EMPIRICAL COMPARISON OF U.S. CENSUS BUREAU POPULATION ESTIMATES USED IN MORTALITY AND POPULATION DATA SYSTEM OF THE UNIVERSITY OF PITTSBURGH, DEPARTMENT OF BIOSTATISTICS
The current Mortality and Population Data System (MPDS) database contains the cause of death data and population data from 1950 to 2001, and it was designed to provide data for public health related studies. The cause of death data in the MPDS are provided by the National Center for Health Statistics and are updated annually as new cause of death data from NCHS are released. Since the actual annual population data is not available, the intercensal population figures have to be estimated based on the census population data. The population figures used in the MPDS were estimated by using year-based linear interpolations and extrapolations at the county level, while the census bureau used the cohort-component method to estimate the population. The purpose of this thesis is to compare these two population estimates using two approaches, 1) determine if there are any important differences between them, and 2) evaluate the effect of the difference on the calculation of the mortality rates. The results showed that at national, state and county level, sex was a factor that contributes to the difference between the two populations, while other factors such as year, race, and age group did not affect the difference greatly. The difference between the two population estimates mainly comes from the difference between the female groups of the two populations. The effect of the difference on the calculation of the standardized mortality ratios (SMRs) was analyzed by using data from an occupational cohort study. The results from the analysis of the occupational cohort data showed that the significance of the SMRs for each cause of death was not different when using different rates from the two population estimates. The 95% confidence intervals for the SMRs for the major categories of cause of death overlap. The SMRs calculated with new and old population estimates as reference populations were not significantly different.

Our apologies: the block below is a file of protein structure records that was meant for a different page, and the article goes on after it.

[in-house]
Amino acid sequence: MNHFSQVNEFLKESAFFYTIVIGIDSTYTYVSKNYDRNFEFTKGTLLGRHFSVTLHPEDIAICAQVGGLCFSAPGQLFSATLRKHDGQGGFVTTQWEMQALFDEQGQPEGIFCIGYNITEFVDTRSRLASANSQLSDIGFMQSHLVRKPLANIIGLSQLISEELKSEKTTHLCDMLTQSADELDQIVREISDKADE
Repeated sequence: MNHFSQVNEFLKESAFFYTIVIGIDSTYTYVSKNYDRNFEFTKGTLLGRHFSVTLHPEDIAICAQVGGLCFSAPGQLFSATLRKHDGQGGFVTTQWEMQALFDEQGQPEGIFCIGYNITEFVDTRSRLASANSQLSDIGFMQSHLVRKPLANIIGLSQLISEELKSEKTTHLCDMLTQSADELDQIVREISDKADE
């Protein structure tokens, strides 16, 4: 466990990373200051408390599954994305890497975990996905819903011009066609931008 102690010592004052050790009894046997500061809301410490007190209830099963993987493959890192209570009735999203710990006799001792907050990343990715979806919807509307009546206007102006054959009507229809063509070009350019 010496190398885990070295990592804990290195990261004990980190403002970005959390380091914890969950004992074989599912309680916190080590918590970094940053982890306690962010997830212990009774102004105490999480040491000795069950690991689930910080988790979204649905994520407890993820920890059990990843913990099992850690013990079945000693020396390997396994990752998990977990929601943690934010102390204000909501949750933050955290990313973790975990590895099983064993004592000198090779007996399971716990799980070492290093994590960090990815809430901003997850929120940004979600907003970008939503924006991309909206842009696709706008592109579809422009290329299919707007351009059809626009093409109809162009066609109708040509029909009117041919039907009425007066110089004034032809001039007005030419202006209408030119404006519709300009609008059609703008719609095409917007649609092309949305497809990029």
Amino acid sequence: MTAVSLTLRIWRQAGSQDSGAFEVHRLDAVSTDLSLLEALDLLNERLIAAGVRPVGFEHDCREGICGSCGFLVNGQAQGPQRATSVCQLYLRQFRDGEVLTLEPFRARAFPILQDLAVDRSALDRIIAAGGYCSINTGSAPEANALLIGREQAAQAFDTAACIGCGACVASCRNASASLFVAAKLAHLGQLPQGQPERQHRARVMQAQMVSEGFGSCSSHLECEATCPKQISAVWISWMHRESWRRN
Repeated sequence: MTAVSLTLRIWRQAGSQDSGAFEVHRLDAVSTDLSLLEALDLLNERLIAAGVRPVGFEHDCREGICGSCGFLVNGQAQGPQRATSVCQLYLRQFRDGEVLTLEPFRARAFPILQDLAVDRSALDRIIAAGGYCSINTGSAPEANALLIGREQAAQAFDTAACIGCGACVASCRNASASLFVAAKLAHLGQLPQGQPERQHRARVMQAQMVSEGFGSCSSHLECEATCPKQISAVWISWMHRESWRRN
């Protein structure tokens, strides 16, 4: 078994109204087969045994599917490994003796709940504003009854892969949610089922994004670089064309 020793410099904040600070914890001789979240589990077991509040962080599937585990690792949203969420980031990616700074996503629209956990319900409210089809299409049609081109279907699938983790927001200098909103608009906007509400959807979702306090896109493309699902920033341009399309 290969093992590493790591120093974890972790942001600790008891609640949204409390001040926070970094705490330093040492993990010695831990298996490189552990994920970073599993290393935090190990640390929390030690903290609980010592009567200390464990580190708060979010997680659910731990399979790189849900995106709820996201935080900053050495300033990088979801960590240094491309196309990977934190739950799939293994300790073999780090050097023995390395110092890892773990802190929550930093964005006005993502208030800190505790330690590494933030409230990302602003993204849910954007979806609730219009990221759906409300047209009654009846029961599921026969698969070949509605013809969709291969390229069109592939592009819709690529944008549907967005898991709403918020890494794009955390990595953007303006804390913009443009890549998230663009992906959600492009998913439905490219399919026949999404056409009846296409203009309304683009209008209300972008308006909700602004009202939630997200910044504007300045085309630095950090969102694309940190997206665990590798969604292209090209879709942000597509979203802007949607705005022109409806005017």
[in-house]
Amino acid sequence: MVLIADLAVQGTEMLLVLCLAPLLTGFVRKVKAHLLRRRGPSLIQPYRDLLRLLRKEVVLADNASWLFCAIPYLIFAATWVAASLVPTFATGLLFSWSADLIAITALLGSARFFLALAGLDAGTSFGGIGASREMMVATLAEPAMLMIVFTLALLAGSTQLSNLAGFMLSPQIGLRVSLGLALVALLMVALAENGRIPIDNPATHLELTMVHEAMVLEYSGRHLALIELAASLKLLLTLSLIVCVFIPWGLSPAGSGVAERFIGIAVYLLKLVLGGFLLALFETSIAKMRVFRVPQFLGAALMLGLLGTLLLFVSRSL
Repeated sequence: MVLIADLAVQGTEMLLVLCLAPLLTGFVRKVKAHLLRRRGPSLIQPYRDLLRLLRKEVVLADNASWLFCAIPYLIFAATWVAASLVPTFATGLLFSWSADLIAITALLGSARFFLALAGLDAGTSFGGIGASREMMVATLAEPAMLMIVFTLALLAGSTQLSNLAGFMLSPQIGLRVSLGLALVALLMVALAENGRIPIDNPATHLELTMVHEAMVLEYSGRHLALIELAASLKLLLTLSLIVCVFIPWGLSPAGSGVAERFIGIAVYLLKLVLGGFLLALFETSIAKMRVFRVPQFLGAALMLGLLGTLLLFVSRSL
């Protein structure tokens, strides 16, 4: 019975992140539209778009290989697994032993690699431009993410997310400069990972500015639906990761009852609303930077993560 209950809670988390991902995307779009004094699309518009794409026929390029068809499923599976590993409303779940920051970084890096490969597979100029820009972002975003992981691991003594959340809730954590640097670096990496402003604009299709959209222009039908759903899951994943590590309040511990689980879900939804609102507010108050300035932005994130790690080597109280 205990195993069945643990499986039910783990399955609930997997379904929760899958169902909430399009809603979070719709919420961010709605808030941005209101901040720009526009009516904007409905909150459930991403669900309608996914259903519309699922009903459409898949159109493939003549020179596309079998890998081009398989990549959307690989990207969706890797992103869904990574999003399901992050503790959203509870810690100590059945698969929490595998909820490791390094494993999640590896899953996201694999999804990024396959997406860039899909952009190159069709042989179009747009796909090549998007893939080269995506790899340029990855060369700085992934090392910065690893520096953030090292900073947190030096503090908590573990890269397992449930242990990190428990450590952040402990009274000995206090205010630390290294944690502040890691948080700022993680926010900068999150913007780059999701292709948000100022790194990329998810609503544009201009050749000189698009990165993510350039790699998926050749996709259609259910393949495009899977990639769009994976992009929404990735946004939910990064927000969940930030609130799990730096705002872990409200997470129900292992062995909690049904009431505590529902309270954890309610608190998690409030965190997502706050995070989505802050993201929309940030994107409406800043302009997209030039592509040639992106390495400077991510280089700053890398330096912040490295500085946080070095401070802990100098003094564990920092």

Advisor:Gary M. Marsh; Ada Youk; Ravi Sharma
School:University of Pittsburgh
School Location:USA - Pennsylvania
Source Type:Master's Thesis
Date of Publication:12/17/2004